This post originally appeared on Single Grain, a growth marketing agency focused on scaling customer acquisition. Content marketing is by far one of the best ways to grow your brand and generate profitable leads. So why do many brands only receive modest ROIs from that content? There are two main reasons:
There’s no excuse not to track the performance of your content marketing campaigns when there are so many powerful analytics tools on the market. Google Analytics is one of the oldest and most useful analytics tools available, making it the core of any good content marketing strategy.
Google Analytics is by far the world’s leading online analytics solution, given that an estimated 30 to 50 million websites around the world depend on it. However, many marketers don’t understand its full potential. Google Analytics offers many features that let you create custom reports and get very detailed information about your visitors. In particular, you’ll want to familiarize yourself with the following features in order to better optimize your campaigns:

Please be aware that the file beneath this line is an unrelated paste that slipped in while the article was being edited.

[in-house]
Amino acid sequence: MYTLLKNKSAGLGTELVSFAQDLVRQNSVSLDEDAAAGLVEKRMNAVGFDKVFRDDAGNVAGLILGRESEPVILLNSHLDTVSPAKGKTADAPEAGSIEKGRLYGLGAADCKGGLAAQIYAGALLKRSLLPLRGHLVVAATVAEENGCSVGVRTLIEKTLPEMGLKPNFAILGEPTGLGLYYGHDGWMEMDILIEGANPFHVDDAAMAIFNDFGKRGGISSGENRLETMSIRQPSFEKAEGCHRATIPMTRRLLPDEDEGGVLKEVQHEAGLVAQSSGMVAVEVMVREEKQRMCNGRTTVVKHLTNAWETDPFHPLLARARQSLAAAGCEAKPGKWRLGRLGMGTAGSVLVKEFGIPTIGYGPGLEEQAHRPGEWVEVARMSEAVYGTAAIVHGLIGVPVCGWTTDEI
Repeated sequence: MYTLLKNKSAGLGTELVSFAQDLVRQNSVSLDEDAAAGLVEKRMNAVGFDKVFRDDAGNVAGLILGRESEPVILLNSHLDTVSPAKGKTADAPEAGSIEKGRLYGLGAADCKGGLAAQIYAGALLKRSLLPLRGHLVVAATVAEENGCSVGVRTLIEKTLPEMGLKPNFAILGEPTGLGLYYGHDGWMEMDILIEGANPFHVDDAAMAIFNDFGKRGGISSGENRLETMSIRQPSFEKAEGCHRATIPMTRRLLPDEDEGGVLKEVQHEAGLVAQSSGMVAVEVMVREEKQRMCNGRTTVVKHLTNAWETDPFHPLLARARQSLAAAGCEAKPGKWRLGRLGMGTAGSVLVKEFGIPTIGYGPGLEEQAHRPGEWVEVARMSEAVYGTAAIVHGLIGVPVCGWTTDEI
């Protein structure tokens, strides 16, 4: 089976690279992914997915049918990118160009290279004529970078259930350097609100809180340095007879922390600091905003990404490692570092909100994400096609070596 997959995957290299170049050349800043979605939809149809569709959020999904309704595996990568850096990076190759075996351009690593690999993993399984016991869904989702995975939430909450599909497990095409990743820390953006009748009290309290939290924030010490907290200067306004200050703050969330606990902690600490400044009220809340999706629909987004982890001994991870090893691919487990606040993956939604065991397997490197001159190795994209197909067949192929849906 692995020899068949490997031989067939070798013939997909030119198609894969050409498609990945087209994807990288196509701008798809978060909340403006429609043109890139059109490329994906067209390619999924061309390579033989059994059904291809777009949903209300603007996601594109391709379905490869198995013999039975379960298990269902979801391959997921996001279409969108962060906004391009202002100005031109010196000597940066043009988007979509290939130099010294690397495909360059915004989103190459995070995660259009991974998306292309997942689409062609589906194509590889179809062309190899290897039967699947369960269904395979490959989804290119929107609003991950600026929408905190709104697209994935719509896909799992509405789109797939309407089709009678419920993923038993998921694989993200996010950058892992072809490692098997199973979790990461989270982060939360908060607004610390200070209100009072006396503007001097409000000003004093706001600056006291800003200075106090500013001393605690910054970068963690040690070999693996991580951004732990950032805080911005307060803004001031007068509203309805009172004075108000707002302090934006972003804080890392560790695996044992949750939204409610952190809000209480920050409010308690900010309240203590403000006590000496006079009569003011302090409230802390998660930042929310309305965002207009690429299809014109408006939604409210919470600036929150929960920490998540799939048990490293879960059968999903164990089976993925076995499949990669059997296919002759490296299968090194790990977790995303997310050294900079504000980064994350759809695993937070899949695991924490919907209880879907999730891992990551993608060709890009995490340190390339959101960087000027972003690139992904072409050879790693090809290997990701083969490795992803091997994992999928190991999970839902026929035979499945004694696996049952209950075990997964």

Audience reports provide a massive amount of information on your users. Some of the data that you can uncover with Audience reports includes:
Check the active users’ data under the Audience reports dashboard. Doing so will show you how many times visitors returned to your site over different time intervals, ranging from one to 30 days.
The Audience reports section allows you to track the lifetime value of each user. You can also use this feature to figure out the value of users acquired from different marketing channels, enabling you to determine the ROI of your AdWords, media buying, email marketing, and other campaigns. Read More: 44 Ad Networks that Will Help Open Up New Channels of Growth For You